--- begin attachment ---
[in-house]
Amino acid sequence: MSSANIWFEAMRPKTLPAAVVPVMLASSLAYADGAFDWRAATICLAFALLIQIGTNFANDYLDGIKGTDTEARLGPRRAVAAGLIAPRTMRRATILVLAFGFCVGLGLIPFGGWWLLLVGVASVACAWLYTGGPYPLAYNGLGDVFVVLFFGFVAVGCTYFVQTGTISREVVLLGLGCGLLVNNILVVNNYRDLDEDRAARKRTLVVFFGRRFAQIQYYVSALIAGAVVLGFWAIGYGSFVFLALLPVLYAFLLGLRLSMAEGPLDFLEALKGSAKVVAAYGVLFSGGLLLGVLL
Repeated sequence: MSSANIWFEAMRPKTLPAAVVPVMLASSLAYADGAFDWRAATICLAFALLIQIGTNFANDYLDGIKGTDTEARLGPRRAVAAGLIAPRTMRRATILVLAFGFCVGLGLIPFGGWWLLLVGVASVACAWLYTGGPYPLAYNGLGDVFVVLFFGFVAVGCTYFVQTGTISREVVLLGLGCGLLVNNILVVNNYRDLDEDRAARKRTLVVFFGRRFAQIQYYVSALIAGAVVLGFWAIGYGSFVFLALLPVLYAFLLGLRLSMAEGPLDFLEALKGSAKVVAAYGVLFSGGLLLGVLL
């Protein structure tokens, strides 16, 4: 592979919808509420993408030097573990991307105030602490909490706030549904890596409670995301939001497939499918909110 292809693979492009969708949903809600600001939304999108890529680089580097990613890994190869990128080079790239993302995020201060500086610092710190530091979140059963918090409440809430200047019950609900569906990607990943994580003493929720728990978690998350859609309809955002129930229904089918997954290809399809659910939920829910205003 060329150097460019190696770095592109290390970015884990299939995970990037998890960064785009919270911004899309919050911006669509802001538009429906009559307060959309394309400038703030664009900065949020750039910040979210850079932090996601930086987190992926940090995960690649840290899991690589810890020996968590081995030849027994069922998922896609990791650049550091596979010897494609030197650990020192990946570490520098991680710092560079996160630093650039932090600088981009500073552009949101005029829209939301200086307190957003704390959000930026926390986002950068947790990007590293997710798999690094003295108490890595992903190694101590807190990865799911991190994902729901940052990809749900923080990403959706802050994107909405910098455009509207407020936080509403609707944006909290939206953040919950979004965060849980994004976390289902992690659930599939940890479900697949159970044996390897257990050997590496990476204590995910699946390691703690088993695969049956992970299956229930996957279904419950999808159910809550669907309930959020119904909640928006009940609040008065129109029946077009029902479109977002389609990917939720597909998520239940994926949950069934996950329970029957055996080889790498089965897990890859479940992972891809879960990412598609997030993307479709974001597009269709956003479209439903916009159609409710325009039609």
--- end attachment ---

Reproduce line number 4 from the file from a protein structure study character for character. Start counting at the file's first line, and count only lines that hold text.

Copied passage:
């Protein structure tokens, strides 16, 4: 592979919808509420993408030097573990991307105030602490909490706030549904890596409670995301939001497939499918909110 292809693979492009969708949903809600600001939304999108890529680089580097990613890994190869990128080079790239993302995020201060500086610092710190530091979140059963918090409440809430200047019950609900569906990607990943994580003493929720728990978690998350859609309809955002129930229904089918997954290809399809659910939920829910205003 060329150097460019190696770095592109290390970015884990299939995970990037998890960064785009919270911004899309919050911006669509802001538009429906009559307060959309394309400038703030664009900065949020750039910040979210850079932090996601930086987190992926940090995960690649840290899991690589810890020996968590081995030849027994069922998922896609990791650049550091596979010897494609030197650990020192990946570490520098991680710092560079996160630093650039932090600088981009500073552009949101005029829209939301200086307190957003704390959000930026926390986002950068947790990007590293997710798999690094003295108490890595992903190694101590807190990865799911991190994902729901940052990809749900923080990403959706802050994107909405910098455009509207407020936080509403609707944006909290939206953040919950979004965060849980994004976390289902992690659930599939940890479900697949159970044996390897257990050997590496990476204590995910699946390691703690088993695969049956992970299956229930996957279904419950999808159910809550669907309930959020119904909640928006009940609040008065129109029946077009029902479109977002389609990917939720597909998520239940994926949950069934996950329970029957055996080889790498089965897990890859479940992972891809879960990412598609997030993307479709974001597009269709956003479209439903916009159609409710325009039609």